The Firefly Alpha flight 3 was launched from Vandenburg at 0227 UTC today carrying Space Force’s Victus Nox payload.

Firefly Alpha is a small satellite launch vehicle developed by Firefly Aerospace, a private aerospace company. It is designed to carry small and medium-sized payloads to low Earth orbit.

Firefly Aerospace Inc. is an American space transportation company dedicated to facilitating cost-effective and accessible space access for small payloads. They achieve this goal by designing, manufacturing, and operating reliable launch and spacecraft vehicles. Firefly’s launch vehicles are built using shared technologies, manufacturing infrastructure, and launch capabilities, enabling them to offer solutions for launching payloads to Low Earth Orbit (LEO), with plans for up to ten metric tons of payload capacity in the future. Additionally, Firefly’s in-space vehicles, such as the Space Utility Vehicle (SUV) and Blue Ghost Lunar Lander, provide comprehensive mission capabilities, from LEO missions to lunar surface missions and beyond. The company is headquartered in Cedar Park, Texas.

Victus Nox

One of the notable projects involving Firefly Aerospace is the launch of the Victus Nox payload. “Victus Nox” is a Latin term that translates to “conquer the night.” This particular satellite and project are managed by the United States Space Force (USSF) Space Systems Command (SSC). In October 2022, SSC awarded contracts to Millennium Space Systems for the construction of the satellite and Firefly Aerospace for its launch. The project, known as Tactically Responsive Space-3 (TacRS-3), falls under the purview of SSC’s Space Safari program. The primary objective of this experiment is to demonstrate the feasibility of rapid launch turnaround in space missions, pushing the boundaries of technology and responsiveness in space operations.

Also Read: Who is Terry Virts? Hamish Harding’s last text to friend and ex-NASA astronaut before boarding Titanic submersible revealed

The SSC Space Safari program possesses the capability to request the construction and preparation of a satellite, a task entrusted to Millennium in this instance. Millennium selects a satellite from its production line and adapts it to meet the specific requirements of the Space Safari program. Once this modification process is complete, Millennium enters an “activation” phase, positioning the satellite for prompt delivery to Firefly.

Upon receiving the directive to dispatch the satellite, a strict six-month countdown is initiated, during which the Space Safari program has the authority to request a launch within a mere 24-hour timeframe. Within this brief window, dedicated teams at both Millennium and Firefly Aerospace are tasked with conducting final assessments of the satellite and the launch vehicle. Their responsibilities include the crucial step of joining the satellite with the launch vehicle and ensuring the operational readiness of all systems. Additionally, the preparation includes fueling for the upcoming launch.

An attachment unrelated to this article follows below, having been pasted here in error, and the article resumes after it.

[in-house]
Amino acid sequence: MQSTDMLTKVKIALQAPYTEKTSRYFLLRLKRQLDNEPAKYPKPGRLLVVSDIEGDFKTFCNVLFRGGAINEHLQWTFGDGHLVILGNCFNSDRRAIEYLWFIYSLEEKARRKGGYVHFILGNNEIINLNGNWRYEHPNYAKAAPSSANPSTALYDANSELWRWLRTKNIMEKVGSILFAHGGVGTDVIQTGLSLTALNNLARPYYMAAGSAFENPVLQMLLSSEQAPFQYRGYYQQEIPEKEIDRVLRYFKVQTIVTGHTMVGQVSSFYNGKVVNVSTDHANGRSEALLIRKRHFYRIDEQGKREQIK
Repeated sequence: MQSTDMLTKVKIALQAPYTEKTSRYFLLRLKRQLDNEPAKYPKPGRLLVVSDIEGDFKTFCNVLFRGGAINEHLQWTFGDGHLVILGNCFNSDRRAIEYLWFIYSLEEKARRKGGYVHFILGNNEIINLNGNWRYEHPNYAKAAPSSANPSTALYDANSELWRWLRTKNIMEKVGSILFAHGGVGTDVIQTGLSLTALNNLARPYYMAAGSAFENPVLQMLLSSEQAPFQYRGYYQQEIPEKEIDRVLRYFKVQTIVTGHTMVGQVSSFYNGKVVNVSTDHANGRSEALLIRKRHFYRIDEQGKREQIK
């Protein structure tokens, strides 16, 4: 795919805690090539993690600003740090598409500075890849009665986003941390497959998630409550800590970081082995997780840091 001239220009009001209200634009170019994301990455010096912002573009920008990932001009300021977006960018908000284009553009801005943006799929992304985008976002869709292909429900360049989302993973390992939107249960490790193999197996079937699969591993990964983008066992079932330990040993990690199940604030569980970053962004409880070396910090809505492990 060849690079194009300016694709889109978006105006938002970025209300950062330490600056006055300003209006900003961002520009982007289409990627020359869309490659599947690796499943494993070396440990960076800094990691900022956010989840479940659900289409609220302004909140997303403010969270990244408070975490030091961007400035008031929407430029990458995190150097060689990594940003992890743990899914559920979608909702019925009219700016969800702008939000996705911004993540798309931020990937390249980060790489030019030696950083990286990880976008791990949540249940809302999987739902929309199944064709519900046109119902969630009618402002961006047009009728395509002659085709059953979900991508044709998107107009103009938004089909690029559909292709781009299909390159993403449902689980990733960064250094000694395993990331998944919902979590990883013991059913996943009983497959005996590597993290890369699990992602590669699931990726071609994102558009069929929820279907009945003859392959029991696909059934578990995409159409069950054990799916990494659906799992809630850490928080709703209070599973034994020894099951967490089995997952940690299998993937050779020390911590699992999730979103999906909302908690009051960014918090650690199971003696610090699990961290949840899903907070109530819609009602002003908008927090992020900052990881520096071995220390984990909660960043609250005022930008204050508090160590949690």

It is important to note that, as of the most recent information available, no other launch provider operates under these remarkably swift call-to-launch conditions. By way of comparison, the Tactically Responsive Space-2 (TacRS-2) mission experienced a notably longer turnaround period of 11 months. This underscores the exceptional speed and responsiveness of the SSC Space Safari program, setting it apart from traditional launch operations.

Also Read: NASA Antares rocket launch: When and where to watch


Alpha is a compact launch vehicle developed and constructed by Firefly Aerospace. It boasts an impressive payload capacity, capable of carrying up to 1,170 kg to a 200 km Low Earth Orbit (LEO) at a 28.5° inclination, or 745 kg to a 500 km Sun-Synchronous Orbit (SSO). Among small lift launch vehicles, Alpha stands out as one of the largest.

This two-stage rocket relies on liquid propulsion technology, using highly refined kerosene (RP-1) as fuel and liquid oxygen (LOx) as the oxidizer. Alpha is distinguished by its substantial size, measuring a total height of approximately 29.48 meters (roughly 96.7 feet) and a diameter of 1.8 meters (about 71 inches), with an additional fairing that measures 2.21 meters (approximately 87 inches).

Notably, the rocket’s construction is entirely crafted from advanced carbon-fiber composite materials. This choice of materials results in a lighter yet exceptionally robust vehicle, enabling it to transport larger payloads compared to rockets constructed from traditional metal materials.